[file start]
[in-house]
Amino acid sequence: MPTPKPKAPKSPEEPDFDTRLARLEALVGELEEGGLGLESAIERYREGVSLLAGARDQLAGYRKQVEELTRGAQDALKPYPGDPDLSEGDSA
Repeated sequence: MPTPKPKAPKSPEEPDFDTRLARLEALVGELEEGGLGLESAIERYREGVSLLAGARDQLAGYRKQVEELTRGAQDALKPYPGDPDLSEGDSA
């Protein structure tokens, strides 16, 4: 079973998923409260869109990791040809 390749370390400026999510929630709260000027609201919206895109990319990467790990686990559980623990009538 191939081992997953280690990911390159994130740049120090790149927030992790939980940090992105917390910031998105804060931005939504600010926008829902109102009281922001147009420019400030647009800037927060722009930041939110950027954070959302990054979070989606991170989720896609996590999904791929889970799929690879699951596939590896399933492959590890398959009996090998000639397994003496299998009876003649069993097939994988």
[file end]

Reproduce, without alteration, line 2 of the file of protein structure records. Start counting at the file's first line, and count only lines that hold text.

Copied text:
Amino acid sequence: MPTPKPKAPKSPEEPDFDTRLARLEALVGELEEGGLGLESAIERYREGVSLLAGARDQLAGYRKQVEELTRGAQDALKPYPGDPDLSEGDSA